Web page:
Little Printer Dispenses Short Stories

We know how it happens. You buy a fancy new label printer, thinking this is the answer to your disorganized space, but soon entropy grabs the printer as well, and it becomes just another item in the pile. When you find such items later, though, they can spark ideas. The idea that struck [Eric Nichols] was to turn his diminutive thermal printer into a dedicated one for short stories.

Inspired by an article about a vending machine that dispenses stories selected by the reader’s time constraints, [Eric] took on the task of getting his Dymo LabelWriter 400 Turbo working in this new capacity. The first task was finding some continuous roll paper that would fit, because the official stock for this thing is all labels. He got lucky on the first try and a roll of 2 7/16″ receipt paper fit the bill perfectly.

The printer itself doesn’t have much brains; it prints bitmaps 672 bits wide, and as long as you care to make them. While the initial experiments succeeded in printing graphics, [Eric] needed a way to convert his stories to bitmapped text to send to the printer. The human-readable font file format known as BDF (glyph Bitmap Distribution Format) was a perfect fit, since a library to render it was readily available. On top of that, the open-source tool otf2bdf will convert a TrueType (TTF) font to BDF, completing his font-rendering chain.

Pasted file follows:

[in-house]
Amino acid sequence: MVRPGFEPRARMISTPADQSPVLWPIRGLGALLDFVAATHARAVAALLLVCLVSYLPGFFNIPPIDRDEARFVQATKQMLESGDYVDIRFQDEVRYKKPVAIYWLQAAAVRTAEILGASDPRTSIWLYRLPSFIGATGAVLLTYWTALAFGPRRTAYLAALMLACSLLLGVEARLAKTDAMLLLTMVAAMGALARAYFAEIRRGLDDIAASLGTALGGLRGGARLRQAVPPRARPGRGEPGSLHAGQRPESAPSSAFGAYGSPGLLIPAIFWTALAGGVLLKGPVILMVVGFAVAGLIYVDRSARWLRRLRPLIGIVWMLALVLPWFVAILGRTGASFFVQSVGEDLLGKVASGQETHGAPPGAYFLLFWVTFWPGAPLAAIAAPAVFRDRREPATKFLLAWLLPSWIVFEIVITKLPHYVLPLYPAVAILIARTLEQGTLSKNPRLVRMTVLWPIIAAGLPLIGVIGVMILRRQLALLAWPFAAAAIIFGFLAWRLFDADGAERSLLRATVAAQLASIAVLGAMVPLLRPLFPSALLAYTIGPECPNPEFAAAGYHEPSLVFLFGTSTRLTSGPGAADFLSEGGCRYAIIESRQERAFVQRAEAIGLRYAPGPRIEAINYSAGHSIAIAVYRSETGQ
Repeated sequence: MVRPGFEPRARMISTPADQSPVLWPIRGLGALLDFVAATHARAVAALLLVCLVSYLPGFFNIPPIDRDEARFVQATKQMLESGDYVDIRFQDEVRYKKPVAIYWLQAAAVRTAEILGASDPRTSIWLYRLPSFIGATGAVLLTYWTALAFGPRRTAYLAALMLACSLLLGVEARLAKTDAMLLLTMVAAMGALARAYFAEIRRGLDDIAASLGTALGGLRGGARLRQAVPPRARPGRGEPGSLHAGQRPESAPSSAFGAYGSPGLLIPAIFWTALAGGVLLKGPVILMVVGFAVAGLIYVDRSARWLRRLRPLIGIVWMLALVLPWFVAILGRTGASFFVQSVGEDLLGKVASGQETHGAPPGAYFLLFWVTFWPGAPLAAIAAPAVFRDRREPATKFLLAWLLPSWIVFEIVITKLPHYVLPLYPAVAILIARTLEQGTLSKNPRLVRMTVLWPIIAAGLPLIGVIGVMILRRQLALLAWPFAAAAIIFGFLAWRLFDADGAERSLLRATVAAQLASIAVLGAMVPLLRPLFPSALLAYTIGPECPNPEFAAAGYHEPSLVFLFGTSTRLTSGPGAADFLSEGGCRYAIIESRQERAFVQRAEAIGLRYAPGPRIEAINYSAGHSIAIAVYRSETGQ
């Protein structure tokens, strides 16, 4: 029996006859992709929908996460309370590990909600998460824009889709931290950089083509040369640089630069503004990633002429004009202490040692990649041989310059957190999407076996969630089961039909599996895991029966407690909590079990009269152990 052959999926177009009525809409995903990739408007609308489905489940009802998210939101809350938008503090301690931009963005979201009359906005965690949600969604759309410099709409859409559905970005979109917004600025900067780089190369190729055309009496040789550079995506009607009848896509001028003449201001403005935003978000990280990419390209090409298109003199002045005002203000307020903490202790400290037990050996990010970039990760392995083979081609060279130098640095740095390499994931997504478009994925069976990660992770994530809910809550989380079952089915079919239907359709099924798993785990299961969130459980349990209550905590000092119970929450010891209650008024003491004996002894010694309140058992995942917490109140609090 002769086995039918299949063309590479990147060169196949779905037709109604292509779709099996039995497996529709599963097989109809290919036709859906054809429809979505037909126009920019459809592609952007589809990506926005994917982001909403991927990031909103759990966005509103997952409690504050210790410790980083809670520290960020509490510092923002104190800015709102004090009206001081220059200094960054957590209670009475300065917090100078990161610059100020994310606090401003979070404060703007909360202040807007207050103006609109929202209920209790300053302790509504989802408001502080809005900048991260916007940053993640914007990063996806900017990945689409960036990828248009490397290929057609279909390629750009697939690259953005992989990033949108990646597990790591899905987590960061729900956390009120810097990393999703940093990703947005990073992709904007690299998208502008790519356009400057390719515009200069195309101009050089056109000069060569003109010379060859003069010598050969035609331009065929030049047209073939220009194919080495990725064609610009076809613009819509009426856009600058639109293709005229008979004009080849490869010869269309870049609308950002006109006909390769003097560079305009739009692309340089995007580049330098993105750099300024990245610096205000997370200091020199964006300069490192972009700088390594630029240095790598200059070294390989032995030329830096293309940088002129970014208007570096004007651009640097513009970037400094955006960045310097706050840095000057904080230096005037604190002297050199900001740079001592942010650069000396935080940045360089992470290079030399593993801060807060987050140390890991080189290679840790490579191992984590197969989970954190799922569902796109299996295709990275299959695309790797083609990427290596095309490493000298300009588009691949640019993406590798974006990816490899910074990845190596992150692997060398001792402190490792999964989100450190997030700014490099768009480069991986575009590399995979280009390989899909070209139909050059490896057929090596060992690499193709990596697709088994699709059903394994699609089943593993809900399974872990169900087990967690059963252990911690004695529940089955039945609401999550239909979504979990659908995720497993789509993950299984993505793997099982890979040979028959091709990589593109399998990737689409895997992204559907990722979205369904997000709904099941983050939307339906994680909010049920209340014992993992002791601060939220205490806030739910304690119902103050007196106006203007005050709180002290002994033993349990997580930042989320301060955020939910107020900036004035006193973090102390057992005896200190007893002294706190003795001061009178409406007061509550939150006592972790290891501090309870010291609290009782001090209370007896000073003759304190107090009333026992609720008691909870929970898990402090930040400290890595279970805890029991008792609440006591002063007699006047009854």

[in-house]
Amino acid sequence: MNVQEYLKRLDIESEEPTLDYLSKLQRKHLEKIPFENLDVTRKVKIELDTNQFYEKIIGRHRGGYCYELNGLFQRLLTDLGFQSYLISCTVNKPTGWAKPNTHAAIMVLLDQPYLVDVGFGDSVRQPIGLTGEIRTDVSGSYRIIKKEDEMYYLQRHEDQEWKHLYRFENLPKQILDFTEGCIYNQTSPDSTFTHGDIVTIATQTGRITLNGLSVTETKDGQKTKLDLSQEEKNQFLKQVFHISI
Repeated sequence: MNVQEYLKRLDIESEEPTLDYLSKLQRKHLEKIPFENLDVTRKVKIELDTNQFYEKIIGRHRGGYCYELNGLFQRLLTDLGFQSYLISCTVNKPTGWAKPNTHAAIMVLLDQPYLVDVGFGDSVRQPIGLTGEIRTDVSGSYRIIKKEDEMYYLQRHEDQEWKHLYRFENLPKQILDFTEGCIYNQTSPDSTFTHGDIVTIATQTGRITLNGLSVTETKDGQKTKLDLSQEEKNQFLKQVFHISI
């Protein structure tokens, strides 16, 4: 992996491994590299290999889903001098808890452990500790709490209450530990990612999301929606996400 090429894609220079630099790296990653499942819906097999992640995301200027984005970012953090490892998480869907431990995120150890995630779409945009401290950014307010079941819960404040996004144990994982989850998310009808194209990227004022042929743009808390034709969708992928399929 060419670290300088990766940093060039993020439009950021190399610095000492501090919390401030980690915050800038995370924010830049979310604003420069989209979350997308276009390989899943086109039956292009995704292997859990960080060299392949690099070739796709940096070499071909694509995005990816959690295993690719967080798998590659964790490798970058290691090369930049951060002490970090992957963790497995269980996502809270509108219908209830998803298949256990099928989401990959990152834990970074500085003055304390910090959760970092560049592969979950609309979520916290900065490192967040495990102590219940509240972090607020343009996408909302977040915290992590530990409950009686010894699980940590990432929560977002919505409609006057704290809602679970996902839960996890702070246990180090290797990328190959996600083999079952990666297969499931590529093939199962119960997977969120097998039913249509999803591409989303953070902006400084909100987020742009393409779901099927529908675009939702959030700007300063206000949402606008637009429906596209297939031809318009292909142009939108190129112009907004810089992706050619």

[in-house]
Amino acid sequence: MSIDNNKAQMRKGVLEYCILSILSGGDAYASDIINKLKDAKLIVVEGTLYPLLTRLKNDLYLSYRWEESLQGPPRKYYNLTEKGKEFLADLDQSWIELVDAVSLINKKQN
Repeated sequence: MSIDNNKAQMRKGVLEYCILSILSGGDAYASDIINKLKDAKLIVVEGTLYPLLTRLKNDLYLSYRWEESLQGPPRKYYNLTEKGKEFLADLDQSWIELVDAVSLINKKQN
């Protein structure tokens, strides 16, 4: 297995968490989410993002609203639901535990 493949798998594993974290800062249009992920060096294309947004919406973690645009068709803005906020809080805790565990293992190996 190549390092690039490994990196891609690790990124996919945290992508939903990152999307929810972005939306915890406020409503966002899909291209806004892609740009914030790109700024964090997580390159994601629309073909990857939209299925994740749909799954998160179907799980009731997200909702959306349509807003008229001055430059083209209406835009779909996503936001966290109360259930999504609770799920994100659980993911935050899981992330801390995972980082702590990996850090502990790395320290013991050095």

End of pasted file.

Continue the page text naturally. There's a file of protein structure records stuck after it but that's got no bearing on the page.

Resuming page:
[Eric] has these printers working with both Linux and windows, either one running on a PC where his software resides, and has it all well-documented on his site. With this in place, it’s simply a matter of coming up with the stories to print. We think it would be perfect for Hackaday dailies!

We’ve seen interesting hacks with disused printers before, like this ascii-art generating cartridge.

How To Create TrueType From An Image


[Viacheslav] wanted his virtual terminal to have the look of a DEC VT220. He was unable to find a font set that looked just right so he set out to make his own TrueType font. He managed to find a sample image of the glyphs that the VT220 used as fonts. Using a collection of free software he sliced the image into 256 different parts, resized and converted to one-bit index images, and converted these to vector graphics. This was accomplished with a bit of python, an image tracing program, and font editor called FontForge.

Take some time to dabble with these font tools. With an adequate sample you should be able to reproduce any font set. We won’t achieve anything as sophisticated as the font printed with bacteria, but this will be a start in the right direction.